Weekly Review — November 29, 2011, 12:00 am

Weekly Review

[Image: A Christian martyr, 1855]

A Christian martyr.

The congressional supercommittee assigned to devise a plan for reining in the federal deficit failed to reach an agreement, triggering $1.2 trillion in budget cuts that will take effect in 2013, including cuts to defense spending and Medicare. Senate Democrats planned to follow up the failed talks by introducing $400 billion in new spending legislation over the coming weeks, while Republicans indicated that they would try to reconfigure the automatic cuts in order to spare defense programs. “The knives,” said Senator Chuck Schumer (D., N.Y.), “are over our heads.”Los Angeles TimesThe HillReuters via NBCPoliticoProtesters with the Occupy Wall Street movement ate donated Thanksgiving dinners in encampments across the country, while occupations in Philadelphia and Los Angeles faced eviction deadlines. “Weâ??ve been sitting around, drinking coffee,” said a Philadelphia occupier. “This is bringing us back together.”CNNRaw StoryNew York TimesIn the course of Black Friday sales across the United States, police knocked a grandfather unconscious at a Walmart in Arizona and tasered a man at a Walmart in Alabama; an off-duty police officer pepper-sprayed unruly shoppers at a Walmart in North Carolina; a woman pepper-sprayed fellow shoppers to get to a discounted Xbox 360 at a Walmart in California; and customers rioted over $2 waffle irons at a Walmart in Arkansas.CNNWAFFBBCCBSWBTVAndrea True, singer of the disco song “More, More, More,” died.BBCI.B.M. noted a downward trend in the height of high-heeled shoes.New York Times

Egypt’s military installed a Mubarak-era prime minister to head the countryâ??s interim government, fueling protests that have seen thousands of people wounded and at least 40 killed.Associated PressCNNCNNNew York TimesYemen’s president, Ali Abdullah Saleh, agreed to step down after 33 years in power, and Swazi officials denied that Queen Nothando Dube, the twelfth wife of King Mswati, was kicked out of the royal palace by the Queen Mother for pepper-spraying a guard.Associated PressBBCAn Australian hospital aborted the wrong fetal twin, and a Connecticut town accidentally elected the wrong man because of a ballot typo.BBCCBSThe FBI arrested seven Amish men for a series of beard attacks on other Amish men.Fox NewsThe bodies of 50 men were found in western Mexico, some naked and some marked with the names of drug gangs. Raw StoryThe mayor of a Peruvian coastal town said the drinking water was turning residents gay, and a Pakistani woman attempted to cook and eat her husband. “There could be two factors behind her intention to cook the husband,” explained the local police chief. “One is to destroy the evidence and the other could be her immense hatred against him.”Wisconsin GazetteAFP via Raw StoryScientists discovered a 150,000-year-old skull bearing signs of head trauma from a projectile, which would make it the earliest known evidence of violence between humans.BBC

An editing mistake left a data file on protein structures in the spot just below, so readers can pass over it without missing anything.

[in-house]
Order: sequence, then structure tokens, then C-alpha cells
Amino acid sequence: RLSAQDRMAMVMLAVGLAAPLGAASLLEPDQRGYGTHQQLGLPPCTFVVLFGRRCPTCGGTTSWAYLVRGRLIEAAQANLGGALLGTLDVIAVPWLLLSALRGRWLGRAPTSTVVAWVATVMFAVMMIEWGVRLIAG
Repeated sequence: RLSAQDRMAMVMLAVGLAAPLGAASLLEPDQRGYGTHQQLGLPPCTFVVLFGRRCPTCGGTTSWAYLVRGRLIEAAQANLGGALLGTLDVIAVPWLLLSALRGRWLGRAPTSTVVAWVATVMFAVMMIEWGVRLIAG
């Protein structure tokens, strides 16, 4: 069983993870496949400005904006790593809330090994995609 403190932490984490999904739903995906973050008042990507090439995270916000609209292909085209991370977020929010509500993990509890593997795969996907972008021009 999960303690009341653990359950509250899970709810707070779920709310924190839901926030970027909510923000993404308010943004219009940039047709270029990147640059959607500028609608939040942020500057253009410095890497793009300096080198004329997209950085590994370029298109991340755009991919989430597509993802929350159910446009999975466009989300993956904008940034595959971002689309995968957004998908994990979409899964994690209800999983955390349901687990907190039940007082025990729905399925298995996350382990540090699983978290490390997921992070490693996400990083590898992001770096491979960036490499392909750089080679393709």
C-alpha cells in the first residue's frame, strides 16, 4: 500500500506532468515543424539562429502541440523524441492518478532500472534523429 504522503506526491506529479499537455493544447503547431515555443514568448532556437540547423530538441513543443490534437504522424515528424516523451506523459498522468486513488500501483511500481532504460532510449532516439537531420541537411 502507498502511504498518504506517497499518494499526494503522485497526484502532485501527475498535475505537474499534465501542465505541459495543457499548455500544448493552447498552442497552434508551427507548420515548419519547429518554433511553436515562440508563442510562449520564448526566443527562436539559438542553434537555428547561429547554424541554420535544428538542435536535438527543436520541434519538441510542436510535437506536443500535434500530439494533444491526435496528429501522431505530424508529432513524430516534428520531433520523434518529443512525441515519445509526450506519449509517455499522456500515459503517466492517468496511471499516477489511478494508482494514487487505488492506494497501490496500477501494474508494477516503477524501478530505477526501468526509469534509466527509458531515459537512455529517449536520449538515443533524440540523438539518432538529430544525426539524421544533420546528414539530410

Psychopaths were found to have uniquely structured brains.Science DailyAn English woman was found guilty of microwaving a kitten.BBCEngineers unveiled plans to create cyborg insects, and South Korean researchers were building a prison-guard robot. “We are now working on refining its details,” explained one of the scientists, “to make it look more friendly to inmates.”BBCBBCA self-proclaimed doctor was under arrest in Florida for injecting a mixture of cement, superglue, and flat-tire sealant into a womanâ??s buttock as part of an augmentation procedure.Miami HeraldFifteen Indian eunuchs died when a fire broke out at an annual eunuch convention in New Delhi.AFP via Express TribuneAudience members were experiencing seizures during the film “Twilight: Breaking Dawn.”CBSTwo Illinois lawmakers proposed that Chicago become a state, and Scottish students who burned Barack Obama in effigy apologized to the president.WAND TVDaily MailMitt Romneyâ??s barber, Leon de Magistris, revealed that Romney does not use gel or dye in his hair. “I will tell him to mess it up a little bit,” said de Magistris. “He wants a look that is very controlled. He is a very controlled man.”New York TimesThe Vatican’s chief exorcist warned Catholics about the dangers of yoga. “You think you are doing it for stretching,” said Father Gabriele Amorth, “but it leads to Hinduism.”Daily Mail